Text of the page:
Rinse and repeat 15 times to the mile. I’ve counted. I don’t remember a total of more than 30 switchbacks on the 200 miles I’ve covered so far.
And even when the terrain doesn’t naturally grow them, the Long Trail creates its own bizarre, human-made obstacles, and then marches you across them. I met my favorite coming down the south side of Jay Mountain at dusk on my second LT trip. The mouth-smash I had taken earlier (on an unanticipated glissade down the 40-degree, 75-foot slide of wet creek rock one has to navigate to get to the Shooting Star Shelter) had gotten infected. I was running a fever and was maybe just a little dazed and confused, but I swear this is the truth. For no reason on mother’s green earth, the path veered off a perfectly well-marked and maintained ski trail, descending into a rhododendron tangle and through your basic New England jumble of glacial debris. The route crossed broken rocks the size of basketballs (but nowhere near as regular) that had been violently ripped from somewhere up in Canada and dragged down into sharp and jagged chaos. Basically, it was the same trail experience you would get walking over a bombed-out concrete building. And right in the middle of the trail, at chest level, a perfectly smooth, slimy pipe that must have been about 30 inches around. Or seemed so.
The pipe, I’m guessing, was there to carry water up the slope to make snow. But it’s still a mystery to me why trail officials deemed a walk from Massachusetts to the Canadian border wouldn’t be complete without this particular hazard. I can only imagine that it stems from the same impulse that compels a dog to drink from a toilet. There was no way under the pipe—a pile of basketball rocks prevented the crawl-and-cuss method. And no steps, human-crafted or otherwise, going up. Nothing to do but to invoke mother again, pitch off the pack, heave it over into the gathering gloom, and practice my scrambling skills, though no NOLS course in my experience has ever included lessons on how to traverse plumbing.
And lest you think it’s just me, I’ll give one more example. It was well past noon, more than 95°F in September, and the 30-foot drop down pointy roots and crumbling rock that comprised the next couple of yards forward convinced me to stop for lunch. I sat down, dragged out the peanut butter and honey, and began quietly taking photos of my face to check on the progress of incipient gangrene in my busted lip (having broken the mirror on my compass case on one of the previous day’s falls). Just then, a classic LT tableau unfolded below me. A ragged twentysomething dripping sweat came muttering around a bend in the trail and stopped to look up at the pointless ascent in front of her. With a calm fury, she then ripped several pages out of her copy of the Green Mountain Club’s Long Trail Guide, looked back in anger and contempt at her male companion, and stomped the offending pages into the mud. She obviously had no intention of carrying out the litter. Next, she loosened her pack’s hipbelt, monkeyed her way up the climb, and powered past me without surprise or interest. A couple of feet later, she turned and said to no one in particular, “Gentle ascent, my ***. Bastards.”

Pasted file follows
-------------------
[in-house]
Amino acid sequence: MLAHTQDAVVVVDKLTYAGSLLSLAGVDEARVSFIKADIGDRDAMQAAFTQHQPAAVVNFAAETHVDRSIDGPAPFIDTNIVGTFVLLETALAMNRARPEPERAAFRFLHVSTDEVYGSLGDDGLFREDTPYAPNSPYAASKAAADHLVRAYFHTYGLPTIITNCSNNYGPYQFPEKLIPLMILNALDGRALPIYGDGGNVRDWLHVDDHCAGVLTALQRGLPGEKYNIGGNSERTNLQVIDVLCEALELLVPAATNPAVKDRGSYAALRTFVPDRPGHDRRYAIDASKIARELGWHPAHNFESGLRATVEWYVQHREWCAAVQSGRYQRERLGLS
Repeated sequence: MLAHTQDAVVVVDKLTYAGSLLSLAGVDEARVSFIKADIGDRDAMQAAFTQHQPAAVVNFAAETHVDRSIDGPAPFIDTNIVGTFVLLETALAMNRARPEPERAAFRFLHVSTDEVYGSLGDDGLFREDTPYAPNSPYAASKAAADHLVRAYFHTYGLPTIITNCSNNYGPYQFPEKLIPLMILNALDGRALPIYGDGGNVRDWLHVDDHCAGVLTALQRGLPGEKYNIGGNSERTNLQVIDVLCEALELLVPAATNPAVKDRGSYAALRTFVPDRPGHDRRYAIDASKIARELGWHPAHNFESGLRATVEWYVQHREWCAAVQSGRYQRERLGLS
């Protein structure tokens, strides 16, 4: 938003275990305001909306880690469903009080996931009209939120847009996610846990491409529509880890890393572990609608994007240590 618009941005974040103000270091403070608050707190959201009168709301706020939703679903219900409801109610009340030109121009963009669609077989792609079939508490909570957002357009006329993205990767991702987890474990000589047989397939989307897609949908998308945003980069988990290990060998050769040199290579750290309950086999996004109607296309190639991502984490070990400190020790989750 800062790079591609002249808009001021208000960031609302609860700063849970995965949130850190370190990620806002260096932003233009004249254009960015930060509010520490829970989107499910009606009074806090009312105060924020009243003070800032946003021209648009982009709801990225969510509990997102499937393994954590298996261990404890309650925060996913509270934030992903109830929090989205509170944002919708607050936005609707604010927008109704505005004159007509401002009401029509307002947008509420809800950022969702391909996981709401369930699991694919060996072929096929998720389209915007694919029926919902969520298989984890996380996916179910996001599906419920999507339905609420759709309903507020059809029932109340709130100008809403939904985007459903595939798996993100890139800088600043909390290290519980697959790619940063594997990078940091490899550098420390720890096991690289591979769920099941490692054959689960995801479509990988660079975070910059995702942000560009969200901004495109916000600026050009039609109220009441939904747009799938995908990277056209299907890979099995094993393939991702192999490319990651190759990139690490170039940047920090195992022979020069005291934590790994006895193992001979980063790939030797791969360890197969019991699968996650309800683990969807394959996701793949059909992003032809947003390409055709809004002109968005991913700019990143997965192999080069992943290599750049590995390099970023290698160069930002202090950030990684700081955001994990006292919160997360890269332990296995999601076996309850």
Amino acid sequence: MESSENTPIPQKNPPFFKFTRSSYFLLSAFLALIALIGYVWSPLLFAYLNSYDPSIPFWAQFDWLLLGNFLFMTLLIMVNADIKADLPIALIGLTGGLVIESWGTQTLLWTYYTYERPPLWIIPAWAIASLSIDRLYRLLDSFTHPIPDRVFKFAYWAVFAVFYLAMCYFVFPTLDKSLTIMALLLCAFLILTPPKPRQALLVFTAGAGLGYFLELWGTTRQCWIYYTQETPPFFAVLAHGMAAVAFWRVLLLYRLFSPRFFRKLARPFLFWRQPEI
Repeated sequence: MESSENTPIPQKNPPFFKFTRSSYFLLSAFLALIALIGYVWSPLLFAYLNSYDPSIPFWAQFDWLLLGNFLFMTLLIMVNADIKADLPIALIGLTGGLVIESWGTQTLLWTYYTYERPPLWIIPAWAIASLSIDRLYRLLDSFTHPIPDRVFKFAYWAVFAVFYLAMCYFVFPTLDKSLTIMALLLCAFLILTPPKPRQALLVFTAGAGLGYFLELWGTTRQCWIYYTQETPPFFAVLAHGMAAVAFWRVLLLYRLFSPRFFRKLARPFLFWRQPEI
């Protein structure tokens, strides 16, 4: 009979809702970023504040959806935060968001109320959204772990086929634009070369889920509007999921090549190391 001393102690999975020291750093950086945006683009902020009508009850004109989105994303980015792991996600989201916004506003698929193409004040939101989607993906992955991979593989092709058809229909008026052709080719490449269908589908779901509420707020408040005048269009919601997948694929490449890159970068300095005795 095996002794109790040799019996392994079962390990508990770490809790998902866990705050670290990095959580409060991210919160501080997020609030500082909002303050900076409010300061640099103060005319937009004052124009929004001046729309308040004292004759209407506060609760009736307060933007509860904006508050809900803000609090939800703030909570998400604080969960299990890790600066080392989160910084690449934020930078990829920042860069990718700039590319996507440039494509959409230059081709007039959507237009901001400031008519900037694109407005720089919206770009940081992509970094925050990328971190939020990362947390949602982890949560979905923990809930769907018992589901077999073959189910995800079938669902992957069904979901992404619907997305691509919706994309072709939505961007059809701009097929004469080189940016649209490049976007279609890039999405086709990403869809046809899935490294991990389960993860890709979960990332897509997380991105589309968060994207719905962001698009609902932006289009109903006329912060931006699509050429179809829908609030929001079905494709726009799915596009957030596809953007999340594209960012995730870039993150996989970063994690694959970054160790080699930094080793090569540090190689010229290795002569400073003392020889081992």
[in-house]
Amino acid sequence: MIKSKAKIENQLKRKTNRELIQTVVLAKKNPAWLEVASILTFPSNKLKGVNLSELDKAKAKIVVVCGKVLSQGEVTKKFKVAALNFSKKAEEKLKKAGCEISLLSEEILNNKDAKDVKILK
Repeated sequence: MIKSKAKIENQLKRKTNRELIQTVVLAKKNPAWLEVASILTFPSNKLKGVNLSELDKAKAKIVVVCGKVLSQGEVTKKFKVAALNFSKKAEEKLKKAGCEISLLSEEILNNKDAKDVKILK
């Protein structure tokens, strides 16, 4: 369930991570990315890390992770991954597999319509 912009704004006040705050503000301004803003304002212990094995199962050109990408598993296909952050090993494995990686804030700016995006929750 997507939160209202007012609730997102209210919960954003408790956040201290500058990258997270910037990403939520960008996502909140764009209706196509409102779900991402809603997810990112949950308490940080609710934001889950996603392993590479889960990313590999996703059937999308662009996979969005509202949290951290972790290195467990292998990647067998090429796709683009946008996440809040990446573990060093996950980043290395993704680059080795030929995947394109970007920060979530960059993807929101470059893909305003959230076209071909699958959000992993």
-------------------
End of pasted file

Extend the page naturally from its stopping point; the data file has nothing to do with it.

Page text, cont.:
The worst part is that when she got to the next summit she could also, I’m sure, look back toward where she’d started that morning and see the mellow, rolling hills of Vermont stretching off behind her. The sons and daughters of unwed parents who constructed the LT have managed to turn the gently sloping Green Mountains into 273 miles of demonic jungle gym.
And that leads me to this final truth. My first job after finishing my AT end-to-ender years ago was teaching first-year writing courses at a state university—a task that made the daily grind of a 2,000-mile hike seem like toddler’s play. But the job did have its advantages, the chief of which was having a totally captive audience. It was an even trade: If I had to read their attempts at clear, logical writing (yes, I helped train the generation that is filling Wikipedia these days), they were going to have to listen to me brag about my adventures in the untamed forest. After one class, a particularly bright-faced young man swaggered up and hit me dead between the eyes with the greatest verity I’ve ever learned from walking in the woods.
“Dr. Hiscoe [I wasn’t yet, but I didn’t correct him], I’m totally down with hiking myself, but you’ve got it all wrong with the nature stuff. Think about it: It’s all really just Tarzan.”
I didn’t get it at first, so he explained: “I go out there to swing from trees, jump stupidly into bushes, hop off big rocks, eat with my fingers, hoot loudly, and talk dirty.” At that point, I realized that the boy had a philosophical bent to be reckoned with, would probably pass the course, and, with a little work, might be able to give Koko the gorilla a run for her money, communication-wise.
I have, in fact, thought about it, and he nailed why I’d be back on the Long Trail in September. As disgusted as I get about this wretched mess of a trail, it does turn my inner monkey loose. And that’s the fundamental reason why most of us shoulder a backpack in the first place.
David Hiscoe, 60, lives in Raleigh, North Carolina. He returned to the Long Trail in September 2009 and finished his last 80 miles. The ankle held up, he counted another 25 or so switchbacks, and he left less than a pint of blood on the trail. Nobody won this year’s office pool.